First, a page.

Gallstones are a common cause of acute pancreatitis.
Acute pancreatitis is a sudden inflammation of your pancreas, a comma-shaped organ located between your stomach and spine. In addition to producing hormones that control your blood glucose, your pancreas releases digestive enzymes through a duct attached to the upper part of your small intestine. According to a September 2012 review in вЂњSurgery,вЂќ a gallstone blocking the pancreatic duct is the most common cause of acute pancreatitis, accounting for up to 75 percent of cases.
The pancreatic duct enters your small intestine through a small portal called the ampulla of Vater. This is the same entryway used by the common bile duct, which transports bile from your liver and gallbladder to your intestine. This anatomical arrangement facilitates the addition of bile and digestive enzymes to the food in your intestine, which are needed for optimal nutrient absorption. Gallstones traveling through the common bile duct may lodge at the ampulla of Vater, creating a situation that could trigger acute pancreatitis.
Gallstones and Pancreatitis
Although it's not exactly clear how gallstones start pancreatic inflammation, a July 2009 review in вЂњThe Saudi Journal of GastroenterologyвЂќ offered a generally accepted explanation. As the lodged gallstone interrupts the flow of bile, bacteria from your intestine move into the ducts leading to your pancreas, gallbladder and liver. This triggers inflammation and swelling in the pancreatic duct. The resulting back pressure in the pancreatic duct damages the cells that produce digestive enzymes, leading to premature enzyme activation, injury of pancreatic tissue and widespread inflammation of the pancreas. Once a gallstone passes or is removed, the pancreatic inflammation usually ends.
Because acute pancreatitis can be triggered by several other causes -- alcohol, medications or infections, for example -- it is important to determine whether a gallstone caused the inflammation. This can be difficult because up to 85 percent of patients with gallstone pancreatitis pass their stones on their own, and some stones pass before tests can be done. Blood tests, ultrasound, CT scans, MRI and direct viewing of the ampulla of Vater through a scope are among the tests a doctor may use to diagnose gallstone pancreatitis.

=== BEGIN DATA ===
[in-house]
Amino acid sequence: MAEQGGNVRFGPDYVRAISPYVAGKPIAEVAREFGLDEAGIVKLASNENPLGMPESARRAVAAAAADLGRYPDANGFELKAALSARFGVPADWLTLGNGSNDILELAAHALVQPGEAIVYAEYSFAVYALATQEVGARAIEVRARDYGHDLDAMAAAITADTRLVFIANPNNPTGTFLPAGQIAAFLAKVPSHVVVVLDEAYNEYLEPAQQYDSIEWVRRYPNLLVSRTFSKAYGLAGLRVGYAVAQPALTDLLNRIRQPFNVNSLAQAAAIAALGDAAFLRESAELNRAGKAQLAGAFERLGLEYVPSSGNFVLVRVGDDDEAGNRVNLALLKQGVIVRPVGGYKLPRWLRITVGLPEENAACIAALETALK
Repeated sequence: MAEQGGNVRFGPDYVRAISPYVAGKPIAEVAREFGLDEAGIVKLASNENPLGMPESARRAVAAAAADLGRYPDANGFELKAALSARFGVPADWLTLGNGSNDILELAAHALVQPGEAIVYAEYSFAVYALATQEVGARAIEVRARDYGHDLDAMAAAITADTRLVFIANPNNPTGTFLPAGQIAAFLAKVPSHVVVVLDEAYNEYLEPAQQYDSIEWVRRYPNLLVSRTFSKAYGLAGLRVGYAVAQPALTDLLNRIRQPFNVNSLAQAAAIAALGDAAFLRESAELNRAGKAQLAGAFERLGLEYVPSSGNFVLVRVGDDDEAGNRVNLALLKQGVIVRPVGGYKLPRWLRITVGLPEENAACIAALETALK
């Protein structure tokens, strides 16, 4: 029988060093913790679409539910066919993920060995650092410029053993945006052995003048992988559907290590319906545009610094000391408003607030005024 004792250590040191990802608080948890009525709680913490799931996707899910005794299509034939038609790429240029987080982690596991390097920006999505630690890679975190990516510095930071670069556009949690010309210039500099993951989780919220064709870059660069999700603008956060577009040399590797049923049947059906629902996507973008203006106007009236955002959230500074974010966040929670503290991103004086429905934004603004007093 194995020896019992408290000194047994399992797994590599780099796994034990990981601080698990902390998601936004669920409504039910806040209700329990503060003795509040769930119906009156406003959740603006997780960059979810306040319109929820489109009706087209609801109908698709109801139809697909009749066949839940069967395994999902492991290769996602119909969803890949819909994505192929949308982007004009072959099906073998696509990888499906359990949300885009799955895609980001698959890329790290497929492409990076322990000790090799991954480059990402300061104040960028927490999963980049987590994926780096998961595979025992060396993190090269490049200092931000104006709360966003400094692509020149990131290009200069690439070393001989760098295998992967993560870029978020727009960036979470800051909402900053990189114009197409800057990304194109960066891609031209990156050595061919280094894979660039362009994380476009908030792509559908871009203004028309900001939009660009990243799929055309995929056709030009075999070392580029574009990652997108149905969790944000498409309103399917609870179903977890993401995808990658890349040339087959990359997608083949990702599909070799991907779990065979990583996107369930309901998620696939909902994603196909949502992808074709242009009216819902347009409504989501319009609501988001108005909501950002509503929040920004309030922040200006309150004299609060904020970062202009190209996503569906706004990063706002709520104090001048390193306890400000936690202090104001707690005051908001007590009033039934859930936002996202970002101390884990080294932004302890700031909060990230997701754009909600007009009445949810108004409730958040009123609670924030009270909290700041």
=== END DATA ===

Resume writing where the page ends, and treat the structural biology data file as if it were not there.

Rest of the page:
Acute pancreatitis is a serious problem, regardless of its cause. While most people recover and their pancreas returns to normal, 2 to 7 percent of patients do not survive. So, aggressive medical management -- intravenous fluids, pain medications, nutritional support and antibiotics -- will be started while the tests are being done.
If you have a gallstone lodged in your ampulla of Vater, your doctor may remove it by passing a scope down your throat and into your upper intestine. Or, your surgeon may choose to remove the stone through a laparoscope inserted through your abdomen. Your gallbladder could be removed at the same time if your pancreatic inflammation is relatively mild. If your pancreas is severely inflamed, your doctors might wait until your pancreatitis improves before removing your gallbladder. In any event, gallbladder removal is necessary to prevent another stone from causing another episode of pancreatitis.
Timing of Gallbladder Removal
Many experts feel patients with gallstone pancreatitis should have their gallbladders removed before they are discharged from the hospital. Gallstone pancreatitis is likely to recur after the first episode, and the risk of death or major complications increases with each recurrence. Some surgeons opt to bring patients back for gallbladder removal several weeks after their first hospitalization, when pancreatic inflammation has subsided. Your physician will choose the approach that works best for you.